Anti-Hate Law: Clarification of Our Position

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18 September 2023

On February 26, the Senate will again examine the bill to fight against hateful content on the Internet, before a final reading in the National Assembly. In this perspective, we wish to recall several principles to which Qwant and all our users are definitively attached and clarify our position on this ambitious reform whose consequences must be well measured.

As you have seen, we very early on expressed our support in principle for stepping up the fight against hateful content on the Internet, which must be carried out in a way that respects fundamental rights and freedoms. We also recalled the need to guarantee French and European technological independence in the process of regulating content on the Internet. Finally, our job being to facilitate access to all types of content available on the Internet, we have focused on finding a balanced system allowing a better responsiveness to the most serious and manifestly illegal comments, which should not be promoted through our search results.

That is why, at every opportunity we were given during the preparatory work for the bill, we reminded all parliamentarians of what can and cannot be done to combat online hate while avoiding the harmful consequences that an unbalanced system would have on freedom of expression and access to information.

A (im)possible balancing act?

After months of meetings and hearings, we will continue to work and explain our position. Indeed, Article 1 of the draft law poses major difficulties of legal uncertainty and concrete application, by obliging platforms and search engines to remove within 24 hours maximum after notification a whole series of categories of hate and pornographic content, under penalty of a fine of 250,000 euros.

Placing us “between a rock and a hard place”, as stated by MP Laëtitia AVIA, author of the bill of the law, the text requires that we be able to judge the legality or illegality of the remarks notified to us, without ever falling into the excess of censorship punishable by the administrative authority, or especially in the faulty abstention punished criminally. We will have 24 hours to act and not a minute more, regardless of the day of the week and the volume of notifications received. Unlike other categories of content, whose criminal classification cannot vary according to a context or interpretation, determining the “manifestly unlawful” nature of speech that falls within the scope of either freedom of expression or its abuse, requires a detailed and detailed analysis that no automation can replace.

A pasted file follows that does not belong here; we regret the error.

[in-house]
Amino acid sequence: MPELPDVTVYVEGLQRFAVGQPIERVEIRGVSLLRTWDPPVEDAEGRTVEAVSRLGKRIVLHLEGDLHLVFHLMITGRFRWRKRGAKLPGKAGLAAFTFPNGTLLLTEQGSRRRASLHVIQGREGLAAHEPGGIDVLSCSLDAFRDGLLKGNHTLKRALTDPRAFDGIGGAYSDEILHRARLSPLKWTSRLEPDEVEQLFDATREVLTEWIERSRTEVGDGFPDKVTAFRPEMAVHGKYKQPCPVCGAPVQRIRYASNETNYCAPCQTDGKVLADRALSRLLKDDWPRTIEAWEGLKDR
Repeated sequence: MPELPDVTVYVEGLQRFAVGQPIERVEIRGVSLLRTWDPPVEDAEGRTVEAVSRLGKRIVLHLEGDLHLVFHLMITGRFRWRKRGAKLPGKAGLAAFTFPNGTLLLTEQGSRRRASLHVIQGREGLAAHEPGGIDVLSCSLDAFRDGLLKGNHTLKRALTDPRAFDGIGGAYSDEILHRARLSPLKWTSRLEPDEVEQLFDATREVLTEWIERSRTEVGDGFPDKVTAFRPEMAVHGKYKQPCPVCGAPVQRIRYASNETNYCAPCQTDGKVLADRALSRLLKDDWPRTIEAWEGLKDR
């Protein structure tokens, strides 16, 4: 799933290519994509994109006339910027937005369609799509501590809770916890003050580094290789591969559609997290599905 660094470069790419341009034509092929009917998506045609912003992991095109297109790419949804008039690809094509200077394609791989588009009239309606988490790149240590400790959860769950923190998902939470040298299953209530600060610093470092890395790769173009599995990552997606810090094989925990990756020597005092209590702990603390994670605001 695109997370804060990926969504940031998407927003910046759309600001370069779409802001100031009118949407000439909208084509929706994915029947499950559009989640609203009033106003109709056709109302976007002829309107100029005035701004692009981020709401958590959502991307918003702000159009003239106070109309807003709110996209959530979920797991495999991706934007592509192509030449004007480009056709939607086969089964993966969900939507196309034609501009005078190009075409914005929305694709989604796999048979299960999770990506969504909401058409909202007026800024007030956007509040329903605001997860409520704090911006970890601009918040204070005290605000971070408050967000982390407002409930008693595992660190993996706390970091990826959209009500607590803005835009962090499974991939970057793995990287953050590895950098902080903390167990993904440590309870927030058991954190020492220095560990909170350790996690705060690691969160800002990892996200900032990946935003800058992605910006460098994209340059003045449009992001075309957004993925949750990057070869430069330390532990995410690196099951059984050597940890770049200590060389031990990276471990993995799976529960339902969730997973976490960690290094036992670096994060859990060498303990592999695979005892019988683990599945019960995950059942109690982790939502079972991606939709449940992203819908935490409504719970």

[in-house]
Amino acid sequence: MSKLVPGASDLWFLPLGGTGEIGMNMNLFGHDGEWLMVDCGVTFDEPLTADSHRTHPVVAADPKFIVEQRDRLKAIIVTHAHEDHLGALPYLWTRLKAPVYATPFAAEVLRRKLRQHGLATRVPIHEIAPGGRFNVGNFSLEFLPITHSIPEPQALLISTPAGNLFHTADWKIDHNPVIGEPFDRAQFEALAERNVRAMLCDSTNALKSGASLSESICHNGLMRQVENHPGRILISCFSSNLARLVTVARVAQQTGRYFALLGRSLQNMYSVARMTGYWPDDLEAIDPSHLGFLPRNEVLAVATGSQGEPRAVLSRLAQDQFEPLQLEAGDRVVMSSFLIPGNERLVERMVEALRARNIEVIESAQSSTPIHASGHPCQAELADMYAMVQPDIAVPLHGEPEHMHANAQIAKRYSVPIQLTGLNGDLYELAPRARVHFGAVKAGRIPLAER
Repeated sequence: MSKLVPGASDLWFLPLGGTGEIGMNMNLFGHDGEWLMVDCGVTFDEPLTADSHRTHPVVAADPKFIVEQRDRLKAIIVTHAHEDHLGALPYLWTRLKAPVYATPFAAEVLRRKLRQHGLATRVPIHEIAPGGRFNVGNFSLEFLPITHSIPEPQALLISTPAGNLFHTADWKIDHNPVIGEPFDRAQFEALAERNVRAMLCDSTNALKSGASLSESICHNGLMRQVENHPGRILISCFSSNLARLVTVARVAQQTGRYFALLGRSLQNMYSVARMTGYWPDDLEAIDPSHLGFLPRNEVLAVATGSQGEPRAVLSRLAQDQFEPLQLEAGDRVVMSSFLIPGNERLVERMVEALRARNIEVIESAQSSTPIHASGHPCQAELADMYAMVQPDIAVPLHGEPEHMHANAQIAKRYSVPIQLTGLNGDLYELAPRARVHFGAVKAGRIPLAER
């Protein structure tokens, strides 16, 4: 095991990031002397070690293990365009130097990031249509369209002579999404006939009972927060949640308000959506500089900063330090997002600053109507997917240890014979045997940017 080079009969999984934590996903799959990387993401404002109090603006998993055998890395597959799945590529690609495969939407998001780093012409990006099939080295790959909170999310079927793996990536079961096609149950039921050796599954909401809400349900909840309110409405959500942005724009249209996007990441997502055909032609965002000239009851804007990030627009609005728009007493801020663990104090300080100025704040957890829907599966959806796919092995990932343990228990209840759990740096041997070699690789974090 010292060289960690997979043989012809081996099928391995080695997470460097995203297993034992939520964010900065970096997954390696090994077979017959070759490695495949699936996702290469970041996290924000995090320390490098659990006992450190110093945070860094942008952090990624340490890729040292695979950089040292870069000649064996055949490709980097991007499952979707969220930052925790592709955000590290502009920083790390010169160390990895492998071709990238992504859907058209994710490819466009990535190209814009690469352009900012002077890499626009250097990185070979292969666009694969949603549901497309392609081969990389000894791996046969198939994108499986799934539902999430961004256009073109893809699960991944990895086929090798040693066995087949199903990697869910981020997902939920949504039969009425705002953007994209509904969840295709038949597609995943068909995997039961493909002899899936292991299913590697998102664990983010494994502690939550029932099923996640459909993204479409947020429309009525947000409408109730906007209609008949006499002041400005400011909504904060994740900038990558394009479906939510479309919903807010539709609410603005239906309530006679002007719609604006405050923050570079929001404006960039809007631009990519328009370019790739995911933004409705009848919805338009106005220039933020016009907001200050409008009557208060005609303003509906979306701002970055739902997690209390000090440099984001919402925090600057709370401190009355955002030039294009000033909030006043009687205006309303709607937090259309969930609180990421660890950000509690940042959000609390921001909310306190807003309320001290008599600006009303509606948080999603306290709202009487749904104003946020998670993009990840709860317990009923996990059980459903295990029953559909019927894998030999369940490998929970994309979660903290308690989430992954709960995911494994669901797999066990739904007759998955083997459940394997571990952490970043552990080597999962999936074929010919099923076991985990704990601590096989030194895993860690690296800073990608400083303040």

It will be necessary to implement human resources whose costs are inaccessible and unpredictable, or to renounce a real protection of your rights, privileging the risk of an administrative formal notice to that of a heavy criminal sanction. Smaller players with limited resources cannot deploy sophisticated means based on artificial intelligence (whose ability to preserve rights remains to be demonstrated anyway), and there is no question for French and European platforms to be vassalized via the tools of the major platforms.

A risk of unconstitutionality

In support of our position, we also recall that in the commentary of its decision n ° 2004-496 DC of June 10, 2004 on the Law for confidence in the digital economy (LCEN), the Constitutional Council had indicated that ” The legislator may not impose obligations that are impossible to meet or that compliance with which would be so difficult or so onerous that it would call into question the very existence of an activity, especially if it is placed within the scope of the exercise of a public freedom. ». He already noted that “the denunciations of which a host will be the recipient can be numerous and confusing, malicious or self-serving” and that ” the characterization of an illicit message can be delicate, even for a lawyer “. If he had validated the device created by the LCEN, it is because ” no new case of civil or criminal liability ” against hosts was created by law. However, the fine of 250,000 euros in the event of failure to comply with the obligation to withdraw within 24 hours is indeed a new criminal responsibility.

For all these reasons, we are currently and once again calling on the legislator to be fully aware of the consequences and the risk of unconstitutionality of Article 1 of the draft law, and to waive the criminal obligation to withdraw within 24 hours. This withdrawal will not deprive the platforms of the obligation to strengthen their resources and responsiveness, under the control of the administrative authority, but will ensure, we are convinced, a better balance to the whole system.

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